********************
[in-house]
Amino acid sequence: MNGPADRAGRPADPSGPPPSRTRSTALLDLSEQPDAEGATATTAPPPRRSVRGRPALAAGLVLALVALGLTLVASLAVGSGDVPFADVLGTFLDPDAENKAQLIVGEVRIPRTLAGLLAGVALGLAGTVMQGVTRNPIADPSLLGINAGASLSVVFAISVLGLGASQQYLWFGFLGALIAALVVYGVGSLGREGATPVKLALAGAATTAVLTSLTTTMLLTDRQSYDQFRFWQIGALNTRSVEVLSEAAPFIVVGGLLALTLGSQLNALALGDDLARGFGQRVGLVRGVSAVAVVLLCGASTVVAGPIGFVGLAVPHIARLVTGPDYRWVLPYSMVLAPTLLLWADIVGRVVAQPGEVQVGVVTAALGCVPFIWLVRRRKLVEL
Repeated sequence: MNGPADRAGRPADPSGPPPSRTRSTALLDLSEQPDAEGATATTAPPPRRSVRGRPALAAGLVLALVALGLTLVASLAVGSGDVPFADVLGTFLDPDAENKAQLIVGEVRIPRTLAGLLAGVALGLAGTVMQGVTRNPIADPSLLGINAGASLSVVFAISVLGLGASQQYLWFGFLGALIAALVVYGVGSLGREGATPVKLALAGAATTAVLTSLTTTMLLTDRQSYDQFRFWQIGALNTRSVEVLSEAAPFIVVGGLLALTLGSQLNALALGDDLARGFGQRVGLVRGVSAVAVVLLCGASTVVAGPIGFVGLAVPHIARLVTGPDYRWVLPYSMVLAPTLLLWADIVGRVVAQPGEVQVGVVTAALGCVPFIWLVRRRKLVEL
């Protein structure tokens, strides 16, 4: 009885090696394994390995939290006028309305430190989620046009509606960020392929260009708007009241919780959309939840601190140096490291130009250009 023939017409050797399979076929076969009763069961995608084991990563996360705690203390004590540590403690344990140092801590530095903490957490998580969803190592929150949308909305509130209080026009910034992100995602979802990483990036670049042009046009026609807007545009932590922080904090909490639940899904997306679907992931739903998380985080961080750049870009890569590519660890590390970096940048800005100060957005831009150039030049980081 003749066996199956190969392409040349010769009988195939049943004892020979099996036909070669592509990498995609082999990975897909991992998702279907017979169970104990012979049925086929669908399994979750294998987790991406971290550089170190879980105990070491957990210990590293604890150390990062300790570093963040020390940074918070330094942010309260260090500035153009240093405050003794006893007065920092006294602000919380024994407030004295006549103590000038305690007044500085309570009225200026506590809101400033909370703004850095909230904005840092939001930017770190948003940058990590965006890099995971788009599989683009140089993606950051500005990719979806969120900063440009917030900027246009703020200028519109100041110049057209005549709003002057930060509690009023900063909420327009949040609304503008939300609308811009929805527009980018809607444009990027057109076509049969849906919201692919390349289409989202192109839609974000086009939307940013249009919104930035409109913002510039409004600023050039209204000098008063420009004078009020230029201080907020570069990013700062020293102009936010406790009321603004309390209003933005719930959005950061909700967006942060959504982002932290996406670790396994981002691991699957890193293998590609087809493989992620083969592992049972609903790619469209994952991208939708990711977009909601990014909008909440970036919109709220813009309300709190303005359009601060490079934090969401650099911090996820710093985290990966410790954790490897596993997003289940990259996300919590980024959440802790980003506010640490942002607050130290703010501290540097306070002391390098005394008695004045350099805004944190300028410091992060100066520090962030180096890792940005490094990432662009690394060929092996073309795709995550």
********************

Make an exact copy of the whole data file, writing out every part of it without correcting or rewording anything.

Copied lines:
[in-house]
Amino acid sequence: MNGPADRAGRPADPSGPPPSRTRSTALLDLSEQPDAEGATATTAPPPRRSVRGRPALAAGLVLALVALGLTLVASLAVGSGDVPFADVLGTFLDPDAENKAQLIVGEVRIPRTLAGLLAGVALGLAGTVMQGVTRNPIADPSLLGINAGASLSVVFAISVLGLGASQQYLWFGFLGALIAALVVYGVGSLGREGATPVKLALAGAATTAVLTSLTTTMLLTDRQSYDQFRFWQIGALNTRSVEVLSEAAPFIVVGGLLALTLGSQLNALALGDDLARGFGQRVGLVRGVSAVAVVLLCGASTVVAGPIGFVGLAVPHIARLVTGPDYRWVLPYSMVLAPTLLLWADIVGRVVAQPGEVQVGVVTAALGCVPFIWLVRRRKLVEL
Repeated sequence: MNGPADRAGRPADPSGPPPSRTRSTALLDLSEQPDAEGATATTAPPPRRSVRGRPALAAGLVLALVALGLTLVASLAVGSGDVPFADVLGTFLDPDAENKAQLIVGEVRIPRTLAGLLAGVALGLAGTVMQGVTRNPIADPSLLGINAGASLSVVFAISVLGLGASQQYLWFGFLGALIAALVVYGVGSLGREGATPVKLALAGAATTAVLTSLTTTMLLTDRQSYDQFRFWQIGALNTRSVEVLSEAAPFIVVGGLLALTLGSQLNALALGDDLARGFGQRVGLVRGVSAVAVVLLCGASTVVAGPIGFVGLAVPHIARLVTGPDYRWVLPYSMVLAPTLLLWADIVGRVVAQPGEVQVGVVTAALGCVPFIWLVRRRKLVEL
């Protein structure tokens, strides 16, 4: 009885090696394994390995939290006028309305430190989620046009509606960020392929260009708007009241919780959309939840601190140096490291130009250009 023939017409050797399979076929076969009763069961995608084991990563996360705690203390004590540590403690344990140092801590530095903490957490998580969803190592929150949308909305509130209080026009910034992100995602979802990483990036670049042009046009026609807007545009932590922080904090909490639940899904997306679907992931739903998380985080961080750049870009890569590519660890590390970096940048800005100060957005831009150039030049980081 003749066996199956190969392409040349010769009988195939049943004892020979099996036909070669592509990498995609082999990975897909991992998702279907017979169970104990012979049925086929669908399994979750294998987790991406971290550089170190879980105990070491957990210990590293604890150390990062300790570093963040020390940074918070330094942010309260260090500035153009240093405050003794006893007065920092006294602000919380024994407030004295006549103590000038305690007044500085309570009225200026506590809101400033909370703004850095909230904005840092939001930017770190948003940058990590965006890099995971788009599989683009140089993606950051500005990719979806969120900063440009917030900027246009703020200028519109100041110049057209005549709003002057930060509690009023900063909420327009949040609304503008939300609308811009929805527009980018809607444009990027057109076509049969849906919201692919390349289409989202192109839609974000086009939307940013249009919104930035409109913002510039409004600023050039209204000098008063420009004078009020230029201080907020570069990013700062020293102009936010406790009321603004309390209003933005719930959005950061909700967006942060959504982002932290996406670790396994981002691991699957890193293998590609087809493989992620083969592992049972609903790619469209994952991208939708990711977009909601990014909008909440970036919109709220813009309300709190303005359009601060490079934090969401650099911090996820710093985290990966410790954790490897596993997003289940990259996300919590980024959440802790980003506010640490942002607050130290703010501290540097306070002391390098005394008695004045350099805004944190300028410091992060100066520090962030180096890792940005490094990432662009690394060929092996073309795709995550």